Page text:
Tectonics：Detrital Zircon Age Constraints on the Evolution of Paleo-Tethys in NE Iran: Implications for Subduction and Collision Tectonics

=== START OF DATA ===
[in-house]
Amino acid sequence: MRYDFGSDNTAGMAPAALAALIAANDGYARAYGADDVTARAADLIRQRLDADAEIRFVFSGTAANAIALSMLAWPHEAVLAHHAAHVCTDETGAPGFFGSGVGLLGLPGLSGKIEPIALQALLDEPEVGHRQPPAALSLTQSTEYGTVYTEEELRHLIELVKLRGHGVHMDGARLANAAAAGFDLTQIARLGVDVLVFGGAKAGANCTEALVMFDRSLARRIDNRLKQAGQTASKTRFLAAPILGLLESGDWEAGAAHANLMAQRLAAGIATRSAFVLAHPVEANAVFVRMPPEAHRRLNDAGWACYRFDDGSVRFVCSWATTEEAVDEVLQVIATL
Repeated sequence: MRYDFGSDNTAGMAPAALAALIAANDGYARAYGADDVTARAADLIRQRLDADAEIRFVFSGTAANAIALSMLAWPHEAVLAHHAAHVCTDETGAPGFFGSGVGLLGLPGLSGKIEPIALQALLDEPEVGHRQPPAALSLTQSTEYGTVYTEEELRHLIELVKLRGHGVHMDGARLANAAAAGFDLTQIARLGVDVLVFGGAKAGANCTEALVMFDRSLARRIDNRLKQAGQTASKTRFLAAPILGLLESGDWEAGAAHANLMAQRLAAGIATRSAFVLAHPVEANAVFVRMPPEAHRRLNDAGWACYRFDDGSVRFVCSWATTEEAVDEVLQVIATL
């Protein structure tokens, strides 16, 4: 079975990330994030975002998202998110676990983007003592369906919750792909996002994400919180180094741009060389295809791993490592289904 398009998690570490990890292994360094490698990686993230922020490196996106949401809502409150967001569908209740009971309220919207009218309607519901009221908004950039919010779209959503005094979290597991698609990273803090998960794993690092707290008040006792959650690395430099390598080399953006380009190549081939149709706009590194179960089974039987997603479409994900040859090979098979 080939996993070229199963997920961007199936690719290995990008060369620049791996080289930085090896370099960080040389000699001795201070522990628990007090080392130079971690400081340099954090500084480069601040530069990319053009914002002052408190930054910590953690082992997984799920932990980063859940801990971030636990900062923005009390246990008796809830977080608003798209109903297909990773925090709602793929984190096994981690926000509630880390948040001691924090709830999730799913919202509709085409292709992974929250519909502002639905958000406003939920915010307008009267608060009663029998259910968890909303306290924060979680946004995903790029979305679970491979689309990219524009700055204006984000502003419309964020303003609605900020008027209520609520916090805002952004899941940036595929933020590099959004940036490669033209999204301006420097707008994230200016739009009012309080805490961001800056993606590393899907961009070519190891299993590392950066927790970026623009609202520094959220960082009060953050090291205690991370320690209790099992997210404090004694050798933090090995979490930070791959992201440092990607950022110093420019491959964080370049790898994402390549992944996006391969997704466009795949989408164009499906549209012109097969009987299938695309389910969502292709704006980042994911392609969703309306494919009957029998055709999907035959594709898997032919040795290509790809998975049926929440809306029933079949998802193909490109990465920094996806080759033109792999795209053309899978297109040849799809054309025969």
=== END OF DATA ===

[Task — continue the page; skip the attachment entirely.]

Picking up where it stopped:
Abstract The timings of the onset of oceanic spreading, subduction and collision are crucial in plate reconstructions, but not always straightforward to resolve. The Paleo-Tethys evolution dominated the Paleozoic-Early Mesozoic tectonics of West Asia, but the timeline of events is still poorly constrained. We present new detrital zircon ages from the Binalud Mountains of NE Iran, in order to determine the timing of tectonic events in the region, and the wider implications for regional tectonics, paleogeography and climate change. Consistent age patterns in Paleozoic clastic rocks show a dominant provenance from the Neoproterozoic basement of northern Gondwana. We interpret this as deposition on a long-lasting passive continental margin after the initial spreading of the Paleo-Tethys Ocean. Central Iran-Eurasia collision caused coarse clastic deposition of the Mashhad Phyllite in a peripheral foreland basin on the Paleozoic sequence of the northern Central Iran Block. The Mashhad Phyllite yields age clusters at 450–250 Ma and 1,900–1,800 Ma, with a clear provenance from a long-lived continental arc at the active Eurasian margin since the latest Ordovician. Analysis of the age spectra allows us to constrain the maximum depositional age of the Mashhad Phyllite as no later than 228 Ma. This age provides a tight constraint on the timing of initial collision between Central Iran and Eurasia, which also coincides with the Carnian Pluvial Event (CPE). Our new timing evidence of collision reinforces the previous speculation on the Paleo-Tethys closure as a causal mechanism for the CPE.